Thursday, June 30, 2005

Public schools perform better than charters

I am not anti-charter school. But I am only pro-charter school to the extent that they have strict financial oversight and are subject to the same standards as public schools.

It was after all Albert Shanker of the American Federation of Teachers who created the idea. He envisioned charters as little engines of educational innovation. As such, they should be encouraged.

And yet, today I read this, from yesterday's Cincinnati Enquirer:

More than half of 112 charter schools rated by the state for student achievement are labeled in "academic emergency" or "academic watch" - the lowest rankings possible.

Charter teachers are some of the least qualified in Ohio, with almost half lacking full certification in their teaching areas.

The schools as a whole are performing worse than urban districts, while siphoning money and students from school districts statewide.

Ohio taxpayers are spending more than $424 million on charter schools this year.

..."My concern is that many of these charter schools are not living up to the promise of what charter schools had to offer," says state Sen. J. Kirk Schuring, a Republican from Canton. "In fact, there are many that are really getting some bad results."


And from another Republican lawmaker:

..."The state of Ohio is spending over $400 million on charter schools," says Rep. W. Scott Oelslager, a Republican from Canton. "There has to be a greater degree of accountability to be responsible to the taxpayers."


And lest you think this is unfair, consider this:

...Ohio allows a two-year delay before giving new charter schools state report cards and academic ratings. But of those that were rated in 2003-04, 54 percent were considered substandard - compared with 10 percent of traditional public schools.


Now some supporters insist the comparison isn't fair:

Supporters say comparing charters to traditional public schools is unfair, particularly because state law requires charter schools to open only in the lowest-performing school districts.

"By and large, the comparisons that the opposition is trying to make can't be made," says Stephen J. Ramsey, president of the Ohio Charter School Association. "Of our charter schools open right now ... over a third of them are serving kids who exclusively are dropouts or wards of agencies like juvenile court."


For dropouts, I buy the argument. Any charter that focuses on students that dropped out of public school, should not be held to the same standard. But to claim that kids who are poor or are wards of the courts shouldn't be figured into a school's numbers is ludicrous.

The point is simple: No matter what the school looks like -- whether it be traditional, charter, or private -- it will always be difficult and costly to educate poor kids. (I hate the term "economically disadvantaged," let's call a spade a spade. They're poor.) That doesn't mean it can't be done. It can -- and must -- be done. But there is no panacea. Sorry free marketeers, but competition is not a magical potion.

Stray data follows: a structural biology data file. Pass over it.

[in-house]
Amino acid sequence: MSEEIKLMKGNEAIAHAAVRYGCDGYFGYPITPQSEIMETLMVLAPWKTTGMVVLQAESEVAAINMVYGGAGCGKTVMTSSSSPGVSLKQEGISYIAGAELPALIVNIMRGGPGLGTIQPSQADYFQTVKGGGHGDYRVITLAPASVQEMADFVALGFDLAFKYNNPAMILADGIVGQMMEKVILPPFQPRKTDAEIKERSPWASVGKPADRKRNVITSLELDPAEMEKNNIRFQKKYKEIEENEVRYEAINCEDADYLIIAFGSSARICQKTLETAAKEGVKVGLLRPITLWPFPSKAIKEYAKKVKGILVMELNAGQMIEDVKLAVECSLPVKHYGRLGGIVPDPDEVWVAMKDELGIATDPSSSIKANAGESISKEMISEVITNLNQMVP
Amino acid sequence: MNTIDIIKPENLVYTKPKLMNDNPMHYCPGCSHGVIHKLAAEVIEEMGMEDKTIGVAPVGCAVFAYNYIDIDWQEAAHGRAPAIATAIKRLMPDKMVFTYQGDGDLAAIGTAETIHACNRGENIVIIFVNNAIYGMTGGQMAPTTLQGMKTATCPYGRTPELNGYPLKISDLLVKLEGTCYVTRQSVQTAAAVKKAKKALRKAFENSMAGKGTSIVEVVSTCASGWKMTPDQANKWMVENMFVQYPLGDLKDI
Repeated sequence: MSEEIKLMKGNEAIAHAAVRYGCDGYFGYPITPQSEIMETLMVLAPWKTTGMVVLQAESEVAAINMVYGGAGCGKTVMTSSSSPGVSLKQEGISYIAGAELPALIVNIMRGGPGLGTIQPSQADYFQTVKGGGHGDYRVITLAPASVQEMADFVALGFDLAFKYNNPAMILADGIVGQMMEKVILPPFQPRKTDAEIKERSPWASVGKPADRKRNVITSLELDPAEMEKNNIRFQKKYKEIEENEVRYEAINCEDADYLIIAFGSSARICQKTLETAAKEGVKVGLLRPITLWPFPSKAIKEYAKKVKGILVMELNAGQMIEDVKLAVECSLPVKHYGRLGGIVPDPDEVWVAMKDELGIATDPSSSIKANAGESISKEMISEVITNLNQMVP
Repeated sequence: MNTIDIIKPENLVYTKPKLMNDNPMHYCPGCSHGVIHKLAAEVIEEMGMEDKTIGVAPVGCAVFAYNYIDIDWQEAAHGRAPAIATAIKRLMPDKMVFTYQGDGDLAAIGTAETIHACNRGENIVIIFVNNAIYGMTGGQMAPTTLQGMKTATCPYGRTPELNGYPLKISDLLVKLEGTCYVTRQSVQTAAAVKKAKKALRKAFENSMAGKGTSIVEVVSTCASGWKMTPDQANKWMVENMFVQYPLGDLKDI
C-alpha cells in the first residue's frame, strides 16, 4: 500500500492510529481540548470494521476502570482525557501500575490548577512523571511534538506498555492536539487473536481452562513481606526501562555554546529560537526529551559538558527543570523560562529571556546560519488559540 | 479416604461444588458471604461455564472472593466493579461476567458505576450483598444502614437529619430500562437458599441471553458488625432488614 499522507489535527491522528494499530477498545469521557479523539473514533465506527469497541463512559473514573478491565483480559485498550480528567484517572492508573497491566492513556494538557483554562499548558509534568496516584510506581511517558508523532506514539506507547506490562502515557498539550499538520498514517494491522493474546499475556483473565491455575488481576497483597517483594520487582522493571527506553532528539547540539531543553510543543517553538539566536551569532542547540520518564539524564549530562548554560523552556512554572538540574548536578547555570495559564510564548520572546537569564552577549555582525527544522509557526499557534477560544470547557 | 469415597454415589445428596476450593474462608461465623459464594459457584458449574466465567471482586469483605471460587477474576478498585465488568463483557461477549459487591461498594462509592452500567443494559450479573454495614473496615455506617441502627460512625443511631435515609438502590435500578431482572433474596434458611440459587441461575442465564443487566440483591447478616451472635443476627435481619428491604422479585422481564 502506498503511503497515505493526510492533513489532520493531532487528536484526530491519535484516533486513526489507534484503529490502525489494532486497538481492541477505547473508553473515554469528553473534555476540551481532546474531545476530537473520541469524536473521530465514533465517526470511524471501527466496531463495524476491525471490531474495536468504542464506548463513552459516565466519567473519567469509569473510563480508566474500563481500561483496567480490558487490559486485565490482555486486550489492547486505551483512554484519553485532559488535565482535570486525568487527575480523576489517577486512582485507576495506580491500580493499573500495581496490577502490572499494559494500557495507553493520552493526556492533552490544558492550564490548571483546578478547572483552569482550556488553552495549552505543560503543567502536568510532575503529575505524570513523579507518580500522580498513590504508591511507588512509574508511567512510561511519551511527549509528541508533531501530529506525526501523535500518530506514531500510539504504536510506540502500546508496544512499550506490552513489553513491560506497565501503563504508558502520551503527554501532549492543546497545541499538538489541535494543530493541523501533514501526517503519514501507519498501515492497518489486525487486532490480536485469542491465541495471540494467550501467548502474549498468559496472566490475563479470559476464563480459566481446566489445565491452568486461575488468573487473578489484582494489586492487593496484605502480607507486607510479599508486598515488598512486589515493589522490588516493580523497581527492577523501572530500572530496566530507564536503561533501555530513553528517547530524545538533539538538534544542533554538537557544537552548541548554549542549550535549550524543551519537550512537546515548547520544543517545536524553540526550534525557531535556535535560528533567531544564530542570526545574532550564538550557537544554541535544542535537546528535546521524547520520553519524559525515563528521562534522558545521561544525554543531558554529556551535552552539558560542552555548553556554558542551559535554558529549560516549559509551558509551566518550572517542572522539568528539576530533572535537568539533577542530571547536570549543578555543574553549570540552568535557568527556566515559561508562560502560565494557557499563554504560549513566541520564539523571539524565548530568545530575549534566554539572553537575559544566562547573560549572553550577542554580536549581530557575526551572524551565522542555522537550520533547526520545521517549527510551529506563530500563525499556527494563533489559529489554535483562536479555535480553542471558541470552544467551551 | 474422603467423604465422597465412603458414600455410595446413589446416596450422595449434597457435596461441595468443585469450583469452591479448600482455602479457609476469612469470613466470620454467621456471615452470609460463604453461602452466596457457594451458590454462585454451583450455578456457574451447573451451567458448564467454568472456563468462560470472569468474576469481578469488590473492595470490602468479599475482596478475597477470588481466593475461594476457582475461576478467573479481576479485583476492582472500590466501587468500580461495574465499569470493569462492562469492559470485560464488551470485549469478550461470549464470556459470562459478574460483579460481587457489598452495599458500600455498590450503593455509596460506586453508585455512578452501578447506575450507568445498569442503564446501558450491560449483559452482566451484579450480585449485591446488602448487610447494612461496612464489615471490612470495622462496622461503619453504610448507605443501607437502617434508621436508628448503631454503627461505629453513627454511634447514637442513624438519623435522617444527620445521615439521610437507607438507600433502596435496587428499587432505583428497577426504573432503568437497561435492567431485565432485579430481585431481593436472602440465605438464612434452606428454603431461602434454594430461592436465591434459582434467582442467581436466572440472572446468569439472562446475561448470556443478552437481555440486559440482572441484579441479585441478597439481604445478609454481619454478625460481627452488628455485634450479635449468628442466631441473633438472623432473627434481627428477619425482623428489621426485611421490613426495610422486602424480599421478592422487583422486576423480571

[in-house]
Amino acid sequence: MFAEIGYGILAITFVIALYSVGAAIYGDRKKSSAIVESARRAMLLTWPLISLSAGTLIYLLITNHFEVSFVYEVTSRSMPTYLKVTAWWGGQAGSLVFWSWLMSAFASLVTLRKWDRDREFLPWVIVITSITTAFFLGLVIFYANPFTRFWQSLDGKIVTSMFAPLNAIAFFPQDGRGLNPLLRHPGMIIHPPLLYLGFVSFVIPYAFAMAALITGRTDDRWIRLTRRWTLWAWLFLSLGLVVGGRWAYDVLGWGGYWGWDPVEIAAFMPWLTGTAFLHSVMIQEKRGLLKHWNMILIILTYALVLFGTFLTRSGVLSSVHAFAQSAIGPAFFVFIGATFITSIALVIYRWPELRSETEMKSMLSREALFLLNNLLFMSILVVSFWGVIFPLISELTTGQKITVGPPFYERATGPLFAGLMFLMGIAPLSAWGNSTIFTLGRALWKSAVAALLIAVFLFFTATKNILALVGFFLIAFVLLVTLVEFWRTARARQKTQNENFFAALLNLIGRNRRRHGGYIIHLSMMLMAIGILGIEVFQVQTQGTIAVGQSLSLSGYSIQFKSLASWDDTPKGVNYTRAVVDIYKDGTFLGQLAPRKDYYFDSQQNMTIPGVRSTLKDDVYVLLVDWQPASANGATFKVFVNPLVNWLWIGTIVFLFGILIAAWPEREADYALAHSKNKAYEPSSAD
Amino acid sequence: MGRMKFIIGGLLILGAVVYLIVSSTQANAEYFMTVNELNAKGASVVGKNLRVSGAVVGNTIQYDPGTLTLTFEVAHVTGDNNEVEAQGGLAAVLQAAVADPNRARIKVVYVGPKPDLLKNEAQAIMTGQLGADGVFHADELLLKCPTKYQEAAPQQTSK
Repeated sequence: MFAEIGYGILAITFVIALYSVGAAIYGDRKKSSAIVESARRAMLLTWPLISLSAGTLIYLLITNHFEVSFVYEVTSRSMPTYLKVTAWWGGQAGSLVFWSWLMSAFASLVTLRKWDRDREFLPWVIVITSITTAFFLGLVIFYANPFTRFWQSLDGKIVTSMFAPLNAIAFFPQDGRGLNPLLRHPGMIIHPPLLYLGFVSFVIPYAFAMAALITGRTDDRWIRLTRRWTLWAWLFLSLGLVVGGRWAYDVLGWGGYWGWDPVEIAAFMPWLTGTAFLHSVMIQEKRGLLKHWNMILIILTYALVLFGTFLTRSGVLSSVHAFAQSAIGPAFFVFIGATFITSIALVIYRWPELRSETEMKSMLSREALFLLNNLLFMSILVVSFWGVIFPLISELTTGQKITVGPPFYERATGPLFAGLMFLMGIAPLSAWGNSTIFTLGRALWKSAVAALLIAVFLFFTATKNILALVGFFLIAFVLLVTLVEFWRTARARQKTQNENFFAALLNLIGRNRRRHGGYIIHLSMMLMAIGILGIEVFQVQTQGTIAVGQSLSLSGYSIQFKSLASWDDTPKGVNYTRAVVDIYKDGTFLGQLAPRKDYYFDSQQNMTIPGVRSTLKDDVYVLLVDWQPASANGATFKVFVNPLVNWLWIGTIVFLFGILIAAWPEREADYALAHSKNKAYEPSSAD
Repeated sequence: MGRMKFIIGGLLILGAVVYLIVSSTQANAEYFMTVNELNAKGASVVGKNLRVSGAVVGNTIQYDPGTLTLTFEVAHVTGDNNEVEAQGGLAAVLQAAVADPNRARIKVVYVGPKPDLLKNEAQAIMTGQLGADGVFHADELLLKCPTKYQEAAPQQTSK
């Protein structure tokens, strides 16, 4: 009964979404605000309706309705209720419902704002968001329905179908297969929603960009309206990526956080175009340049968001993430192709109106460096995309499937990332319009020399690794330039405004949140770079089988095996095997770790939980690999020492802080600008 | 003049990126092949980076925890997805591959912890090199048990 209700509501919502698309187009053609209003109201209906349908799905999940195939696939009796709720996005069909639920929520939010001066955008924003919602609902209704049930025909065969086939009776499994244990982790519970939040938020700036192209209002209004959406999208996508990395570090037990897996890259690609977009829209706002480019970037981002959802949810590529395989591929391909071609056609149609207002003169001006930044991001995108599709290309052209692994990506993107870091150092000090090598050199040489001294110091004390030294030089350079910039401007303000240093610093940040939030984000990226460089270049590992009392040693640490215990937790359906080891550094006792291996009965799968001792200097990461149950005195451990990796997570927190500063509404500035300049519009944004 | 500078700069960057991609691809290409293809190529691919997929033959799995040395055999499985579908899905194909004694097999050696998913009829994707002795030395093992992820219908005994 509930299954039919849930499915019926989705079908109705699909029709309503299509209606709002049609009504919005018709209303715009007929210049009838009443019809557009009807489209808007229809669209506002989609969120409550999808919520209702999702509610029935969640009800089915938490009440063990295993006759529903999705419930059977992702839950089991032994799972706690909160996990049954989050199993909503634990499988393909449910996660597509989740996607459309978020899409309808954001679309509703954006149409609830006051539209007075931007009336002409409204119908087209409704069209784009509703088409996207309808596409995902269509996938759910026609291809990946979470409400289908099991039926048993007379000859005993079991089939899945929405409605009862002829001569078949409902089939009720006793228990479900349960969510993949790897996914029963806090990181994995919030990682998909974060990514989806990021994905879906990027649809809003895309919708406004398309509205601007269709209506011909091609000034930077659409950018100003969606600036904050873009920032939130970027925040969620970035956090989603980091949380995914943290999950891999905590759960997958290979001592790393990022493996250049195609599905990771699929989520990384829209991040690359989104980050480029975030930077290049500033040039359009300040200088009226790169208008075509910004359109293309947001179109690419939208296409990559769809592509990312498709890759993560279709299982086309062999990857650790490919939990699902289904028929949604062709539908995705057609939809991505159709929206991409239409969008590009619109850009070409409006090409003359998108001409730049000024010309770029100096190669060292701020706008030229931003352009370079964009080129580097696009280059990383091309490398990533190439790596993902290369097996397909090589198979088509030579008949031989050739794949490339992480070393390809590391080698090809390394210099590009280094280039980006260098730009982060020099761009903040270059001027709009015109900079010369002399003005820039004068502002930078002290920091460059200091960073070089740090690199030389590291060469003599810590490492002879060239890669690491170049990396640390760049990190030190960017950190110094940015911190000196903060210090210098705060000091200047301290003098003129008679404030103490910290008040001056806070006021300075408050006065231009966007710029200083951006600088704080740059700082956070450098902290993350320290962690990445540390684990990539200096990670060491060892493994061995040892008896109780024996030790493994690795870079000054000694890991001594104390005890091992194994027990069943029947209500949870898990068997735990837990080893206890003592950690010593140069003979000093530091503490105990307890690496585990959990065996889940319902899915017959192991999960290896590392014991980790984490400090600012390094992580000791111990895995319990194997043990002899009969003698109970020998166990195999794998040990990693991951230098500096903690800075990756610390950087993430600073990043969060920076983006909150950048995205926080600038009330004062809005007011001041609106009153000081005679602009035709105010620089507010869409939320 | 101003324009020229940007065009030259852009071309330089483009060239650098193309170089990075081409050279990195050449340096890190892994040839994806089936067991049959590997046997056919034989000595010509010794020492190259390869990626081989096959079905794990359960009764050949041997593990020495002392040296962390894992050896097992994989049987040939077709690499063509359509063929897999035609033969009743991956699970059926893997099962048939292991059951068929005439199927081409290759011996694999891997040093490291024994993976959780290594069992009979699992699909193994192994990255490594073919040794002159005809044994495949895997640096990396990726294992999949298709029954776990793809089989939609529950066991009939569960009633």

To continue with the story:

Glenda Brown, superintendent of Phoenix Community Learning Center in Bond Hill, says students come to her charter school two and three years below grade level.

The school is making gains, she says. In the 2001-02 school year, just 2.4 percent of fourth-graders passed the reading test. That climbed to 69 percent by 2003-04.

But Phoenix students still struggled in math. Just of a fourth of them passed that test.

Again, it appears -- in light of that data -- that public schools aren't so bad after all. Consider this:

On average, passing rates for the state's urban districts are better than the rates for charters. For instance, 52 percent of fourth-graders in the state's eight, big-city school districts passed reading, which is 18 percentage points higher than in charter schools.

"There is no body of evidence that says that charter schools do better than traditional public schools," says Gary Miron, chief of staff at the Evaluation Center at Western Michigan University, which has studied charter schools nationally.

Some critics say charters' poor results stem from using unqualified teachers.

In charter schools, 45 percent of teachers lack full certification in their content area, compared with 7 percent in all Ohio schools, according to the state Department of Education.


And what does all this "success" and competition cost:

...Ohio charters receive at least $5,169 for every student enrolled. Some of that comes directly from the state, some from the local district where the student resides.

Fairfield is losing $779,352. Oak Hills and Mason each are handing over more than $200,000 this year. Lakota is paying out $677,171 this year to charter schools, an amount school officials say is unfair. Under a complicated funding formula, Lakota receives about $2,800 from the state for each student but pays out about $6,900 for each student it loses to a charter school.

"I'm not anti-charter school," Lakota district treasurer Alan Hutchinson says. "If they are a public educational entity and the students are going there, then how the state funds them is their business. But don't deduct it from us."


Well said.

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